There are three tests at this grade:
4A – Repeat a melody (echo singing)
You will hear a key chord and then a two-bar count-in, for example, 'One, two, One, two' or One, two, three, One, two, three'. Then you have to listen and sing back a phrase, like an echo. You may sing any sound (such as 'Lah lah' of 'Dah dah') or you could hum or whistle if you prefer. Aim to keep in time with the pulse (beat) of the music as well as singing the right notes. There is only one phrase to sing at Grade 4 but it is longer and a little more challenging to remember than the Grade 3 tests.
4B – Singing five notes from the score
You have to read the notes from a score in this test and sing them. You will be given the key chord and starting note first, which will be the tonic (the last note in the score will also be the tonic). The tonic is the 'home' note, such as C in a C major chord.
Sing slowly as this will give you time to think and also the examiner will be able to help you by playing the right note if you get a note wrong.
This test may feel challenging if you have never sung notes from a score before, but the key to improving is simply practising doing it. There are a limited number of ways of arranging only five notes one after the other, so if you practise a lot you will start to remember the patterns.
Treble clef or bass clef: Which should you choose?
Some of the ABRSM sung tests allow the candidate to choose the clef they prefer. Most girls and women will choose treble clef simply because the treble clef corresponds with their voice range and because treble clef is the most widely used clef for instruments. Some men and older boys will want to choose bass clef because they have low voices.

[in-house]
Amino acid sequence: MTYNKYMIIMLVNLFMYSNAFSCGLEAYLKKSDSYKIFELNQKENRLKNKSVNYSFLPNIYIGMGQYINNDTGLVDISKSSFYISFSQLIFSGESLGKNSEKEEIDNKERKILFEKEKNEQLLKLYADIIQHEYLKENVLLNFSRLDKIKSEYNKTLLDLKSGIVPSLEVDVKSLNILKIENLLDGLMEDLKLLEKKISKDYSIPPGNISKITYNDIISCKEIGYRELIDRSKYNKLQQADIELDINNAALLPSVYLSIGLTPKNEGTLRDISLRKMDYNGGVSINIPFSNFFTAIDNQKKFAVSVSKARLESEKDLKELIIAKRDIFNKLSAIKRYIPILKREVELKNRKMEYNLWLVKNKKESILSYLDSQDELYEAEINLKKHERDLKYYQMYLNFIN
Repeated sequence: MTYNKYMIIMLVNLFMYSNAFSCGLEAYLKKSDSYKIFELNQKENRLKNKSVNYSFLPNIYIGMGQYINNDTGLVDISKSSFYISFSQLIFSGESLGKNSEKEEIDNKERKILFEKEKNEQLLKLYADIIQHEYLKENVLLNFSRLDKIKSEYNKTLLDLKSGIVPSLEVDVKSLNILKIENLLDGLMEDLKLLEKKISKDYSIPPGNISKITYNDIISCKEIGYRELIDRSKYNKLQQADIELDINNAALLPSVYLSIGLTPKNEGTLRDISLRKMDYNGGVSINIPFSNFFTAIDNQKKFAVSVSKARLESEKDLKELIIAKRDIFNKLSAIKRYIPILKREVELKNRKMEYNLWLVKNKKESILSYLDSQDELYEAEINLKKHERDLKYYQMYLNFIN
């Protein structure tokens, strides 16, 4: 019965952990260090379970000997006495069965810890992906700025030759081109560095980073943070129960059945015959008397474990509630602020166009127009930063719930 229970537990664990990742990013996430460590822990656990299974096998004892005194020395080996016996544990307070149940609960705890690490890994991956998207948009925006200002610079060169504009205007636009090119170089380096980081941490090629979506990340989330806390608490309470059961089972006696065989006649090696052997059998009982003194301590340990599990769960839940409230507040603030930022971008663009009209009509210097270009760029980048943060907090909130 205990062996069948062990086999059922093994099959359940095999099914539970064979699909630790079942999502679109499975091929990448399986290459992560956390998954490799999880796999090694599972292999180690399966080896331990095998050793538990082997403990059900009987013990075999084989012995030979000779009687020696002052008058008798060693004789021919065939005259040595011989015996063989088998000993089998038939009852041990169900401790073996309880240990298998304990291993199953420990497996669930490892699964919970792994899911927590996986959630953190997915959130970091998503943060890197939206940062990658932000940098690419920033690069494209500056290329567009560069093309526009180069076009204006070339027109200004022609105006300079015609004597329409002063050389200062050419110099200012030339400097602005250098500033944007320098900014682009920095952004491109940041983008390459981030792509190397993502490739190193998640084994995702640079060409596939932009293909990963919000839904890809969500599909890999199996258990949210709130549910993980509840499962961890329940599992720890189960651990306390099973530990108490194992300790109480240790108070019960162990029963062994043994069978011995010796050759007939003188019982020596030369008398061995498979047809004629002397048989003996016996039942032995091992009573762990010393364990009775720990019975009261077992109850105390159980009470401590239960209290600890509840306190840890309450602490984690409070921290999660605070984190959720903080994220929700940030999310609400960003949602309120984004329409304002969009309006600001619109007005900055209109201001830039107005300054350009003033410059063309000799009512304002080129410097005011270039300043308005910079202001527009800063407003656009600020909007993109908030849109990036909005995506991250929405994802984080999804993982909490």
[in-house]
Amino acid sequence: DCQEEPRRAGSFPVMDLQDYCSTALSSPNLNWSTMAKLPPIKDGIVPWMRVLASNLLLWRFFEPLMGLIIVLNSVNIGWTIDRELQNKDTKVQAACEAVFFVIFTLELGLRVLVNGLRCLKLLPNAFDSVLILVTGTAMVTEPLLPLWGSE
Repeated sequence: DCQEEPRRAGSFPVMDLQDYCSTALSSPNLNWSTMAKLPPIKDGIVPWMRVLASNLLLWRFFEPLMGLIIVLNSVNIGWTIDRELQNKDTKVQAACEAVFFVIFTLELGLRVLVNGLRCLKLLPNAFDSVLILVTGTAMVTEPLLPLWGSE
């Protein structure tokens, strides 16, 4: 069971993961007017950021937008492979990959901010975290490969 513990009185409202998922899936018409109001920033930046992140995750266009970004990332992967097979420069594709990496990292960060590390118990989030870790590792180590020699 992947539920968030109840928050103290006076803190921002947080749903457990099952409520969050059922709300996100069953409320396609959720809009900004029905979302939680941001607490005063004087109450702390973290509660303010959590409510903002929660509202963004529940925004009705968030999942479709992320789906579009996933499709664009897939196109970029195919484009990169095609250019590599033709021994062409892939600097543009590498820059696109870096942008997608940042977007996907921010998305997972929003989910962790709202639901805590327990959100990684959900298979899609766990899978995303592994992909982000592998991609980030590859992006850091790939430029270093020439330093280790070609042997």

However you may choose whichever clef you are more comfortable with reading. If you are a girl who reads bass clef for playing the cello, you may prefer to read in bass clef but sing an octave higher. Similarly, if you are a man who reads treble clef for clarinet but you have a low voice, you could choose to read in treble clef but sing an octave lower.
4C – Listen and notice musical details and time recognition
First: Listen and notice musical details
You will listen to a short piece played on the piano. Afterwards you will be asked two questions.
One question will be about one of the following:
- Whether the music is in a major key or a minor key.
- Whether speed (tempo) of the music changed, or not.
- Loud or quiet playing.
- Smooth or detached notes.
These are rather like the questions you will have answered at Grades 1–3.
The second question will be about what in the music gives the piece its character. Musical Character means the way in which musical detail, such as tempo changes and loud or quiet playing, affects the mood of the music.
First decide what sort of character the music has and then think what in the music makes it sound this way. For instance, a piece that has a dreamy, gently character probably sounds that way because it is slow in pace and gentle in dynamics, or it might have an expressive tune with a flowing arpeggio accompaniment. It is not really enough to say that the notes and rhythms give the piece its character because all the pieces have notes and rhythms. You must be more specific.
Then: Clap the rhythm and time recognition
Once you have answered the questions you will hear a phrase from the same piece and clap the rhythm back. Rhythm is not the same as the pulse (beat), which you clapped at Grades 1–3. Whereas pulse stays constant (unless the actual speed of the music changes), rhythm patterns change often. While both pulse and rhythm can be clapped, it is only the rhythm that helps us to recognize a particular piece of music.
After you have clapped the rhythm you will say if the piece was in 2 time, 3 time or 4 time. It helps if you had decided on 2 time, 3 time or 4 when you first heard the piece to notice the musical details, but if you didn't make up your mind then, hearing the phrase to be clapped will help you.